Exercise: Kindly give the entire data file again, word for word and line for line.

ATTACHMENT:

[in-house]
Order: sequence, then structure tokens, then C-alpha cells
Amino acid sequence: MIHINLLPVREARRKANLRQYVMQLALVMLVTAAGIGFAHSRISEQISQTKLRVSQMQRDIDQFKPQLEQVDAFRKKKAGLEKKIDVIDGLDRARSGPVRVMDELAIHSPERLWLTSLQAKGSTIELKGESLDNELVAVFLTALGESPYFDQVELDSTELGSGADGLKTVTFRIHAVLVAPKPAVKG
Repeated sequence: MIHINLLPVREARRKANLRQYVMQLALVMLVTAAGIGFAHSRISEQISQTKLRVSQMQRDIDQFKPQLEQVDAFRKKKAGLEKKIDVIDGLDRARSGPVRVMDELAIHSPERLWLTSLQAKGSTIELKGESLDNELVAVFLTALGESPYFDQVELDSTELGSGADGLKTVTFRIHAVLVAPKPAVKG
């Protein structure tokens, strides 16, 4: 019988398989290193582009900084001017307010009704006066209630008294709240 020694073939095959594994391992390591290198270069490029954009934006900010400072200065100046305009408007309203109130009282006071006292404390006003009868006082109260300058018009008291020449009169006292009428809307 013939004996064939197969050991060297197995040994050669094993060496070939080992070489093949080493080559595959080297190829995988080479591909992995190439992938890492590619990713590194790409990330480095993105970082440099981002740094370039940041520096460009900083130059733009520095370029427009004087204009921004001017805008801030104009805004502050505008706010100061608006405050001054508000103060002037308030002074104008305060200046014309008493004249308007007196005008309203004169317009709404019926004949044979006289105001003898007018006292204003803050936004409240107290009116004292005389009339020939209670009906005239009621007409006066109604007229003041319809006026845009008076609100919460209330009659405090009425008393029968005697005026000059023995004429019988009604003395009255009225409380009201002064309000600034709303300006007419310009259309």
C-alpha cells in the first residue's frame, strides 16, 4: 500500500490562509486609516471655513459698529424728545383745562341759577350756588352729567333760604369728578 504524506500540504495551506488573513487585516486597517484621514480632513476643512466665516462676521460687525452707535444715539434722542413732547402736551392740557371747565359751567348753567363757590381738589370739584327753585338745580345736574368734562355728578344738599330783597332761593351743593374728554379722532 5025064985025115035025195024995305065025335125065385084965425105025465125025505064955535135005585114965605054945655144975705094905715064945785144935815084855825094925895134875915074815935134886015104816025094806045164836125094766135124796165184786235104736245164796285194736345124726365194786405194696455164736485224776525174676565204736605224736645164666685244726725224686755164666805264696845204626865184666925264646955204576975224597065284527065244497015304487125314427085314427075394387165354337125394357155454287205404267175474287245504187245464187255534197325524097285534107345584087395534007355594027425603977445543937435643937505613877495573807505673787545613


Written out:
[in-house]
Order: sequence, then structure tokens, then C-alpha cells
Amino acid sequence: MIHINLLPVREARRKANLRQYVMQLALVMLVTAAGIGFAHSRISEQISQTKLRVSQMQRDIDQFKPQLEQVDAFRKKKAGLEKKIDVIDGLDRARSGPVRVMDELAIHSPERLWLTSLQAKGSTIELKGESLDNELVAVFLTALGESPYFDQVELDSTELGSGADGLKTVTFRIHAVLVAPKPAVKG
Repeated sequence: MIHINLLPVREARRKANLRQYVMQLALVMLVTAAGIGFAHSRISEQISQTKLRVSQMQRDIDQFKPQLEQVDAFRKKKAGLEKKIDVIDGLDRARSGPVRVMDELAIHSPERLWLTSLQAKGSTIELKGESLDNELVAVFLTALGESPYFDQVELDSTELGSGADGLKTVTFRIHAVLVAPKPAVKG
């Protein structure tokens, strides 16, 4: 019988398989290193582009900084001017307010009704006066209630008294709240 020694073939095959594994391992390591290198270069490029954009934006900010400072200065100046305009408007309203109130009282006071006292404390006003009868006082109260300058018009008291020449009169006292009428809307 013939004996064939197969050991060297197995040994050669094993060496070939080992070489093949080493080559595959080297190829995988080479591909992995190439992938890492590619990713590194790409990330480095993105970082440099981002740094370039940041520096460009900083130059733009520095370029427009004087204009921004001017805008801030104009805004502050505008706010100061608006405050001054508000103060002037308030002074104008305060200046014309008493004249308007007196005008309203004169317009709404019926004949044979006289105001003898007018006292204003803050936004409240107290009116004292005389009339020939209670009906005239009621007409006066109604007229003041319809006026845009008076609100919460209330009659405090009425008393029968005697005026000059023995004429019988009604003395009255009225409380009201002064309000600034709303300006007419310009259309």
C-alpha cells in the first residue's frame, strides 16, 4: 500500500490562509486609516471655513459698529424728545383745562341759577350756588352729567333760604369728578 504524506500540504495551506488573513487585516486597517484621514480632513476643512466665516462676521460687525452707535444715539434722542413732547402736551392740557371747565359751567348753567363757590381738589370739584327753585338745580345736574368734562355728578344738599330783597332761593351743593374728554379722532 5025064985025115035025195024995305065025335125065385084965425105025465125025505064955535135005585114965605054945655144975705094905715064945785144935815084855825094925895134875915074815935134886015104816025094806045164836125094766135124796165184786235104736245164796285194736345124726365194786405194696455164736485224776525174676565204736605224736645164666685244726725224686755164666805264696845204626865184666925264646955204576975224597065284527065244497015304487125314427085314427075394387165354337125394357155454287205404267175474287245504187245464187255534197325524097285534107345584087395534007355594027425603977445543937435643937505613877495573807505673787545613